on January 4, 1864. I believe the promotion date should reflect January 4, 1865, which is 3 months before
the war ended. The reason I believe it should reflect Jan. 1865 is because the obituary reflects: “On January 4, 1864, he was promoted to Major, and on hearing of the surrender of Lee and Johnson in April…”
and Johnson surrendered on April 9, 1865. Also, just before the promotion
comment the obituary states: “…under Gen. Early in 1864.” Gen. Jubal “Ole
Jube” Early and the Thomas Legion were not in the Shenandoah Valley
until June 1, 1864, which is also five months after the Jan. 1864 promotion in the obituary. Continuity leads me to believe
that he was nominated to "Major" and that the nomination also occurred in Jan. 1865.
In January 1865 the Confederate
command structure, and practically all communication with western North Carolina, was in shambles. It appears that Stephen was nominated for Major but the endorsement
in Richmond never occurred. That is probably why the obituary begins with: "Andrews, May 31, 1900 -
Capt. Stephen Whitaker of this place died at his home at 11 o'clock p.m. on the 20th inst."
must remember that Richmond
was in the process of being evacuated because of Grant's relentless bombardments during the 1865 Richmond-Petersburg Campaign.
were also being destroyed by both Confederate and Union officials. Some Confederates
viewed their documents as evidence for the Yankees. They further understood that all Confederate documents were incriminating
and paramount to "Treason against the Union." At the time, the Rebels didn't know if they would be hanged, shot or imprisoned
for their rebellion.
or United States Army records were pretty well preserved, but unfortunately Confederate records weren’t. So when we
find bits-n-pieces of Confederate documents, it is really great.
It is also this writer's view that
Stephen Whitaker should have been officially promoted to at least major due to "rank versus responsibility."
There is no doubt that Stephen Whitaker's promotion would have been "approved" if: 1) communication with Richmond
was open and 2) Richmond wasn't under siege.
NEW! North Carolina Troops, 1861-1865: A Roster (Volume XVI: Thomas's Legion) (Hardcover, 537 pages),
North Carolina Office of Archives and History (June
26, 2008). Description:
The volume begins with an authoritative 246-page history of Thomas's Legion. The history, including Civil War battles and
campaigns, is followed by a complete roster and service records of the field officers, staff, and troops that served
in the legion. A thorough index completes the volume. Continued below...
of North Carolina Troops: A Roster contains the history and roster of the most unusual North Carolina Confederate Civil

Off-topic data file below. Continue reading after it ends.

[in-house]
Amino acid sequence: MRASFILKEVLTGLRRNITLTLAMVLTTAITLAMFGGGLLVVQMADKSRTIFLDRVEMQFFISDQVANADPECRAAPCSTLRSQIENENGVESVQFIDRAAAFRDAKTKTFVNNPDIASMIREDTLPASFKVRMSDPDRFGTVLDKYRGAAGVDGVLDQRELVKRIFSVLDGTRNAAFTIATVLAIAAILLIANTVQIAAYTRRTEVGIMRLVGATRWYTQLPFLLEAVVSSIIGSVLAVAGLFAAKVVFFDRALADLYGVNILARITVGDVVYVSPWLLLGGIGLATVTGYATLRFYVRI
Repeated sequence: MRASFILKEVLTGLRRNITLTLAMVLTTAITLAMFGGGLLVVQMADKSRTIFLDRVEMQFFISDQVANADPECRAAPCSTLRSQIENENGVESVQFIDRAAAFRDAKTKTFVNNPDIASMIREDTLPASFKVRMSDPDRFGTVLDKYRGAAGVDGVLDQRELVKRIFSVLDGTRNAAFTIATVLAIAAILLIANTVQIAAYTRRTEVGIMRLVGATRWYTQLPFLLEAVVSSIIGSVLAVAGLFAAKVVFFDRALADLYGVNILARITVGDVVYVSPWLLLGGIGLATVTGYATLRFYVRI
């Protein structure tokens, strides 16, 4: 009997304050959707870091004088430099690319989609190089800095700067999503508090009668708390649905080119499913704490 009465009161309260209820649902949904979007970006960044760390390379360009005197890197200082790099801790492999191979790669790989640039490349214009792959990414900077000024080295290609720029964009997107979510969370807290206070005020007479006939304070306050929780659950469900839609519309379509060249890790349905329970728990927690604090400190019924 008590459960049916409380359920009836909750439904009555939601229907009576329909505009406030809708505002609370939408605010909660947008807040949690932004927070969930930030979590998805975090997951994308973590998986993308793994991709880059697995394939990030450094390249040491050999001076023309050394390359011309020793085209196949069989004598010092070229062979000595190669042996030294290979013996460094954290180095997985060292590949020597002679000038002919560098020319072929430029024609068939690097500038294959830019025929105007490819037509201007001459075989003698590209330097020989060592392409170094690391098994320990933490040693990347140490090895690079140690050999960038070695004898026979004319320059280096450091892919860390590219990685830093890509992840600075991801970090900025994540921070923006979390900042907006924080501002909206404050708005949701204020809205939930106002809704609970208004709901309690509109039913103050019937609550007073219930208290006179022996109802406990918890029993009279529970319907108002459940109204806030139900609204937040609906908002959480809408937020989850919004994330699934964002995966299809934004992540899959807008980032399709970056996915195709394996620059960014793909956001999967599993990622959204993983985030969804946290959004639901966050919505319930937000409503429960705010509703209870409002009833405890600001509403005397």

War unit, significant because of the large number of Cherokee Indians who served in its ranks. Thomas's Legion was the creation
of William Holland Thomas, an influential businessman, state legislator, and Cherokee chief. He initially raised a small
battalion of Cherokees in April 1862, and gradually expanded his command with companies of white soldiers raised in western
eastern Tennessee, and Virginia.
By the end of 1862, Thomas's Legion comprised an infantry regiment and a battalion of infantry and cavalry. An artillery battery
was added in April 1863. Furthermore, in General Early's Army of the Valley, the Thomas Legion was well-known for its fighting
prowess. It is also known for its pivotal role in the last Civil War battle east of the Mississippi
River. The Thomas Legion mustered more than 2,500 soldiers and it closely resembled a brigade. With troop roster, muster records, and Compiled Military Service Records (CMSR) this volume
is also a must have for anyone interested in genealogy and researching Civil War ancestors. Simply stated, it is an outstanding
source for genealogists.
Storm in the Mountains: Thomas' Confederate
Legion of Cherokee Indians and Mountaineers (Thomas'
Legion: The Sixty-ninth North Carolina Regiment). Vernon H. Crow, Storm in the Mountains,
spent 10 years conducting extensive Thomas Legion's research. Crow was granted access to rare manuscripts, special collections, and
privately held diaries which add great depth to this rarely discussed Civil War legion. He explores and discusses the
unit's formation, fighting history, and life of the legion's commander--Cherokee chief and Confederate colonel--William
Holland Thomas. Continued below...
and photographs allow the reader to better understand and relate to the subjects discussed. It also contains rosters
which is an added bonus for researchers and genealogists. Crow, furthermore, left no stone unturned while examining the
many facets of the Thomas Legion and his research is conveyed on a level that scores with Civil War students and scholars
Recommended Reading: Bushwhackers, The Civil War in North Carolina: The
Mountains (338 pages). Description: Trotter's book (which could have been titled "Murder, Mayhem, and Mountain Madness") is an epic backdrop